Runtime: 2 Hours
and 22 Minutes
I'm gonna be quite honest with you: it's better than "The
Phantom Menace". It's got some nice action, the acting is
better than in Episode One, and there are several moments where you
can almost touch that ethereal essence, that passion, that sprightly
sense of playfulness and wonder that made the original "Star
Wars" trilogy such a treat. The original "Star Wars"
films were fast and loose and a hell of a lot of fun. The last two
haven't been perfect, and neither were the others (but "The
Empire Strikes Back" was awfully damn close) but they were
onto something. They were spiritual cousins to those matinee serials
that our grandparents enjoyed. They were kid-friendly, but adults
could enjoy them without worry. They were fun yet they also had their
moments of darkness and ominousness. They had glorious creatures,
yet they also had human characters that you cared about. They took
you to new worlds and brought those worlds to life. They were dazzling,
action-packed and you could still respect yourself in the morning.
When watching "Attack of the Clones", there were many things
I enjoyed. There were a lot of great special effects and nice moments
that had nothing to do with special effects. But that playfulness,
that sprightly energy which seethed through the original trilogy,
that "force", if you will, that made them such a treat seems
to be in short supply this time around. "The
Phantom Menace" may have been, by and large, crap. But it
was entertaining crap. I knew from the first viewing that it wasn't
that great, but I had so much fun I went to see it again anyway. I
cheated myself into loving it until I saw it on video and the experience
of watching it in my own home laid all its flaws bare. After seeing
"Attack of the Clones", I know that it is a much better
movie. But I have no desire to rush out and see it again.
That may not seem like a big deal. But, to a guy who was born and
raised with these movies, who feels some element of them in his blood,
that is a stumbling block.
"Attack of the Clones" has two stories going on within
its running length and they never quite jibe. The most interesting
one is a plot to kill Senator Padme (Natalie Portman, who was a queen
last time, but oh well). Obi Wan Kenobi (Ewan McGregor, who actually
gets to do something in this installment) is assigned to hunt the
assailants down and find out who is behind these assassination attempts.
The plot involves an army of clones (we have a title!), political
corruption (even in galaxies far, far away politicians can be dirtbags),
Sith Lords, and a bounty hunter named Jango Fett. This plot brings
a nice sense of mystery back to these films and is by far the most
Unfortunately, for the most part, we also have the romance between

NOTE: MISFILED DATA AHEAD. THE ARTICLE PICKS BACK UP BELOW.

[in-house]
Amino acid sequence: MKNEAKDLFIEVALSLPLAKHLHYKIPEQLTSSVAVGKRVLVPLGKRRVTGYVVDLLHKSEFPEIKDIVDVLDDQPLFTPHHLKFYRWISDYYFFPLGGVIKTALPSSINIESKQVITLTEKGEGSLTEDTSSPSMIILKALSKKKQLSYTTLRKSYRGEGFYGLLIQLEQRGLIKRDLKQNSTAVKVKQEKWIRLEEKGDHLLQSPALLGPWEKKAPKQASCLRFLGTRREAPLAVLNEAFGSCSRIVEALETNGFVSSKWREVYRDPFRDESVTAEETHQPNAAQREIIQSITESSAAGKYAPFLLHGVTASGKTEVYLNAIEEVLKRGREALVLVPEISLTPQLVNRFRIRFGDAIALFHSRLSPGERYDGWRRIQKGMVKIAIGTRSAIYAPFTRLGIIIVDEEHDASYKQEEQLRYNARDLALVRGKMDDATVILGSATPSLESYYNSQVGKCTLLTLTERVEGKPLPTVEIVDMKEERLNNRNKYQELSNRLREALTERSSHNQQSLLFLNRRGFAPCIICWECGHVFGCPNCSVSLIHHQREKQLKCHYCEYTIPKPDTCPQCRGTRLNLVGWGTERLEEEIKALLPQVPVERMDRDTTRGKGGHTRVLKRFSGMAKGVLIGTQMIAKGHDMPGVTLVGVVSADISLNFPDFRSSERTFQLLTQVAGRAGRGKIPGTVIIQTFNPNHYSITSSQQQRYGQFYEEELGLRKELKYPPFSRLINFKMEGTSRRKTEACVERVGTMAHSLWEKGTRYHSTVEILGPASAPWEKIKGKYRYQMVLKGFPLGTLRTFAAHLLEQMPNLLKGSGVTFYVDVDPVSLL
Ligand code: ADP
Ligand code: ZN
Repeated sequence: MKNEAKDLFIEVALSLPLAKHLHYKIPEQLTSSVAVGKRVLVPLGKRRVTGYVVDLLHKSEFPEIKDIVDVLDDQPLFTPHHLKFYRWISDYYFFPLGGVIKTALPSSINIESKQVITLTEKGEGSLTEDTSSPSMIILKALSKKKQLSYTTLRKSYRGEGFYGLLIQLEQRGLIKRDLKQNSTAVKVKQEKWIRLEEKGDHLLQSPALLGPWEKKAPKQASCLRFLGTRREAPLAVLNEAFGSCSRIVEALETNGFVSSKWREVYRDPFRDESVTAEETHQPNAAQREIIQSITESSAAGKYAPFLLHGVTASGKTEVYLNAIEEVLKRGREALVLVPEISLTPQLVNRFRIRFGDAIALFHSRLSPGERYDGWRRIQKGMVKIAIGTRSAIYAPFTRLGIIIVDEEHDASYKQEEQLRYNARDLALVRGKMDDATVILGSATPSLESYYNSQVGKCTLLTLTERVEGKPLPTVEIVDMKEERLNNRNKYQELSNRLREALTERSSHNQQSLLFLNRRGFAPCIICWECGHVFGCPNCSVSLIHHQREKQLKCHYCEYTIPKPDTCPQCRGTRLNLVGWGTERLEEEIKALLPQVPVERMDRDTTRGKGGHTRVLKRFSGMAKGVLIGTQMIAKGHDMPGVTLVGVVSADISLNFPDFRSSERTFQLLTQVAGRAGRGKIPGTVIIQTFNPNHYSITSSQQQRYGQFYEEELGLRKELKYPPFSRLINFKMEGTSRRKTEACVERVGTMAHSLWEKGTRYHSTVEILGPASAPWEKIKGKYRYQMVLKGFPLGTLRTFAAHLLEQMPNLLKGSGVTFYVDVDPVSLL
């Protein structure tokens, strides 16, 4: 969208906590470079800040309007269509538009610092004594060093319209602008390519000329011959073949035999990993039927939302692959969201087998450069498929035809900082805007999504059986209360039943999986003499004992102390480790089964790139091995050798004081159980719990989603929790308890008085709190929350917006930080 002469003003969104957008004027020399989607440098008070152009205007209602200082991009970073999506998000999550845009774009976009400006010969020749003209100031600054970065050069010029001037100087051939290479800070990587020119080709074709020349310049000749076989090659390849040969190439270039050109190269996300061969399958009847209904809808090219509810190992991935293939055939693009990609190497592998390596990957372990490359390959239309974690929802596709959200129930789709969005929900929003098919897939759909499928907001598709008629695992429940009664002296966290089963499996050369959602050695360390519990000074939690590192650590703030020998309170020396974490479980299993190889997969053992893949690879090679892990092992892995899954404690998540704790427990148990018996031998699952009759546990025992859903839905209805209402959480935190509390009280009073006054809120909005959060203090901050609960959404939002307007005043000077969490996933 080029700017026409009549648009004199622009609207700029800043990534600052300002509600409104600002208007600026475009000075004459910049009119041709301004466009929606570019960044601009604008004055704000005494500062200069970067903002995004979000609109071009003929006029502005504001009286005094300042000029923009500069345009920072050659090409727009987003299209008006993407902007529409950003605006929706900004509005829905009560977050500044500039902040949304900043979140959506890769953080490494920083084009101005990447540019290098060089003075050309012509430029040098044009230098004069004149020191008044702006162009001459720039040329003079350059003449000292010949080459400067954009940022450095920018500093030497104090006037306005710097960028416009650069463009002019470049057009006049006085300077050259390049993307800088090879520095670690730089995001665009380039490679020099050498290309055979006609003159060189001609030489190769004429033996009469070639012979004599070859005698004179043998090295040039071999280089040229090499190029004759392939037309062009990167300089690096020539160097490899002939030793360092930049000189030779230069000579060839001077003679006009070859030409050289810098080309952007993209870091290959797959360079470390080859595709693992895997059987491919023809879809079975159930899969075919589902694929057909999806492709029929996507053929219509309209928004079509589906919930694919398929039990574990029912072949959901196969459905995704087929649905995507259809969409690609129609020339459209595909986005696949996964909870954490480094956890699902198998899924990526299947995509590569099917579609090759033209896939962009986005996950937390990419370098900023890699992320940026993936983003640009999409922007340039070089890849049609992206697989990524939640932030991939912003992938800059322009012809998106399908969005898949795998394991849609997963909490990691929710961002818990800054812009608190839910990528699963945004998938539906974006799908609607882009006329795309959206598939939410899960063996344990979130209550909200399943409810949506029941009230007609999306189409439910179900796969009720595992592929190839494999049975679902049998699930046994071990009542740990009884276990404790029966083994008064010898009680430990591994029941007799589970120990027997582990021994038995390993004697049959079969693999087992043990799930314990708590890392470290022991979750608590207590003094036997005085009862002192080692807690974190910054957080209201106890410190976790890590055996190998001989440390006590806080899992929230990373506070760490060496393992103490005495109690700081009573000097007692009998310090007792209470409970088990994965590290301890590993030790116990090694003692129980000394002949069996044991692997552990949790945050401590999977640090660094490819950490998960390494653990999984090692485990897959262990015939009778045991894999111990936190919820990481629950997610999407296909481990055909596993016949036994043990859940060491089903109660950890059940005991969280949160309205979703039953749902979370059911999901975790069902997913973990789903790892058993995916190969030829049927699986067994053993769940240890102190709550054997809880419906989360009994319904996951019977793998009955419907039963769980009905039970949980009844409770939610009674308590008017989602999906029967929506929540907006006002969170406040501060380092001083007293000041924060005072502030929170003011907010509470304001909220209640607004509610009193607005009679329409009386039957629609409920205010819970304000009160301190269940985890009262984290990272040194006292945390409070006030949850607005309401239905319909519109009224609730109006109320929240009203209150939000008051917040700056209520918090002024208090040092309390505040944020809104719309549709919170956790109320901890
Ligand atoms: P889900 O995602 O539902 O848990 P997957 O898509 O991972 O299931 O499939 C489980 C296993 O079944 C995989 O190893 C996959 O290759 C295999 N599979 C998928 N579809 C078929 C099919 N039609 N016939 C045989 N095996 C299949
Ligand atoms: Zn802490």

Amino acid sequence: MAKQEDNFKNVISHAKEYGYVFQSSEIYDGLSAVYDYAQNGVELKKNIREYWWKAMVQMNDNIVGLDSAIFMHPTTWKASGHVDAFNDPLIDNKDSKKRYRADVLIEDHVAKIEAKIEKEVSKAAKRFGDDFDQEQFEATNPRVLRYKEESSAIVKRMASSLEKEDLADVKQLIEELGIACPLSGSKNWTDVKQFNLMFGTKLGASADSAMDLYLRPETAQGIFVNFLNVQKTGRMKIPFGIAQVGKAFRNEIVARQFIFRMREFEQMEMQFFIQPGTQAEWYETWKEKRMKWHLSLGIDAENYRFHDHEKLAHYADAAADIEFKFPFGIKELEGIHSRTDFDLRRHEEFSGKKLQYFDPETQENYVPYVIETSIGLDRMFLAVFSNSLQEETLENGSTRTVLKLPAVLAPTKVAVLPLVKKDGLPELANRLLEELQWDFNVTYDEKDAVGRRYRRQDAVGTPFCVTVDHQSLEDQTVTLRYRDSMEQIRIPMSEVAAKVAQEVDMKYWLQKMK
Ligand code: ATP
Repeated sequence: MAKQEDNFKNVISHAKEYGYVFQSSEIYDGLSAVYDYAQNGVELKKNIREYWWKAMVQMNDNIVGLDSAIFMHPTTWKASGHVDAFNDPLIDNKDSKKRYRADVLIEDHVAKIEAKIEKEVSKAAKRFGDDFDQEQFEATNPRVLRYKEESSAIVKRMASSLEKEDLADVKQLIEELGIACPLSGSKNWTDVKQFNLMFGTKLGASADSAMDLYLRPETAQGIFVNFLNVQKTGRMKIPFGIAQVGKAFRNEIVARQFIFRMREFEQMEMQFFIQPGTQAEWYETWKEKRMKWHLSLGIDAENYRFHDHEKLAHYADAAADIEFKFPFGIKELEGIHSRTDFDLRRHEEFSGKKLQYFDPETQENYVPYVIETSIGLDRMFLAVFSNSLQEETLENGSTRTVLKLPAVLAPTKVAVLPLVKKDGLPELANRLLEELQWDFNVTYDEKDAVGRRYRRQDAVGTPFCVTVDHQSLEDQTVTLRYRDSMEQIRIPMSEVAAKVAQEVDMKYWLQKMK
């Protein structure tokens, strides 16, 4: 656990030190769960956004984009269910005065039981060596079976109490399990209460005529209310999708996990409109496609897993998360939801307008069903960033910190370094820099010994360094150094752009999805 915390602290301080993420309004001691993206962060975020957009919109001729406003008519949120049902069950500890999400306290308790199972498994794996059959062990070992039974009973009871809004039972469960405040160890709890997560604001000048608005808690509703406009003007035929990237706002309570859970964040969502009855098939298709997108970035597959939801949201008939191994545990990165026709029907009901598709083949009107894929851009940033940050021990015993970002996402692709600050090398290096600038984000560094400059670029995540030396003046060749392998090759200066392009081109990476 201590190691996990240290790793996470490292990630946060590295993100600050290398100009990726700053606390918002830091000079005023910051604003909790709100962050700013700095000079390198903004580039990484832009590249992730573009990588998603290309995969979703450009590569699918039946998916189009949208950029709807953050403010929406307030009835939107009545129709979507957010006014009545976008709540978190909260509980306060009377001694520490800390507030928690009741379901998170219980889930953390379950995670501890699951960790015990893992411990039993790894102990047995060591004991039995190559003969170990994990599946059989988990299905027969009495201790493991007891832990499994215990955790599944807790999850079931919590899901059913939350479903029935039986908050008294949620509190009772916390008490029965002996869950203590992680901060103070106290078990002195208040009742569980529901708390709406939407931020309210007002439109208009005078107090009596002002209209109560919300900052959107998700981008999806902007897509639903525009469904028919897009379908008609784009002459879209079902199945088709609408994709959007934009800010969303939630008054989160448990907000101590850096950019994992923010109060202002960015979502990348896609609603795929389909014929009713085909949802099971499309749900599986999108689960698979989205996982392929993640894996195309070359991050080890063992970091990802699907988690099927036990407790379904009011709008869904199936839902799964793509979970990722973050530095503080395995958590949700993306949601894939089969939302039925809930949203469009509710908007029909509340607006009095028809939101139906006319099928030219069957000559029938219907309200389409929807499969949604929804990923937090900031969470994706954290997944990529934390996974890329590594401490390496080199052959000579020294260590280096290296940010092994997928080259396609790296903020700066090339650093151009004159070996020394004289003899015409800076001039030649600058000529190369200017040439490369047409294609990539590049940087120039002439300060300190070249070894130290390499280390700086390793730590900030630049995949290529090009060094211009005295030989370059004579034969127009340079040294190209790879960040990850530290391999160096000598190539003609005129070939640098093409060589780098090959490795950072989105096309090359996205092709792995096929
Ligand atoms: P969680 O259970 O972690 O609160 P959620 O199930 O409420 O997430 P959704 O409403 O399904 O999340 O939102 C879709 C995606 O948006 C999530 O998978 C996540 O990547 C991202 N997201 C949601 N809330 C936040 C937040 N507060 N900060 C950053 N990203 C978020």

Padme Amidala (Portman) and her Jedi bodyguard Annakin Skywalker (Hayden
Christensen). It's not terrible. Don't get me wrong. It just isn't
particularly great. The dialogue is often lame in these sections of
the film, but it isn't as lame as the trailers or Episode One might
suggest. It just doesn't convince. The romance feels very flat, and
whenever the film goes back to it, one sighs and wants to check one's
watch. Christensen and Portman have absolutely no chemistry together,
and the whole affair is fairly dull.
As a result, the entire film is mired by a sense of dullness. The
film seems eternally long, and the pacing of the movie can best be
described as "glacial". It has enough great moments to recommend
it. A light saber fight between Yoda and Count Dooku (Christopher
Lee) is alone worth the price of admission. A chase through the sky
streets of Coruscant was also very pulse pounding: it reminded me
of an airborne version of the "French Connection" chase.
And all the scenes in which Ewan McGregor is hunting down his leads
are very compelling. I also loved a scene taking place in a futuristic
sports bar of sorts. In this scene, you get a tangible sense of what
makes us so excited about these movies in the first place.
And though it did bore me much of the time, I cannot go so far as
to say it was a bad movie. There is a great deal to recommend about
this picture. The moments where Hayden Christensen asserts himself
and actually shows that he is the man who will be Vader are chilling.
Portman actually stops being wooden long enough to give a good performance
in one or two scenes. And you get to see both Yoda and Samuel L. Jackson
kick some ass Jedi style. But the movie seems to think itself too
much of an institution. It lets its hair down once or twice, but for
the most part it adopts a ponderous and regal style much like the
"Godfather" films. Which is too bad. There is the potential
for some pulse-pounding filmmaking here that is only capitalized upon
in a dozen or so scenes. It seems to distance itself from the audience.
It seems to want to be a legitimate picture rather than just a fun
time. And that's fine and dandy, but...well, something is missing
here. I never thought I would say it, but "The
Phantom Menace" had a better bead on the feel of a "Star
Wars" picture than this one does. It had the feel, but it didn't
have good dialogue or great characters or a streamlined story. This
one has a better story, better dialogue (most of the time) and a few
characters that you are interested in. But it doesn't feel right.
It feels like a hollow spectacle, albeit an impressive one. Much like
the battle toward the end of the film, in which an army of clones
fights an army of droids. Sure, it looks nice. But we really don't
care. Who gives a rat's ass which one wins? There is no emotional
stake here whatsoever.
If this movie had more heart, we might really be getting somewhere.
But as it is, it's a pretty good step in the right direction.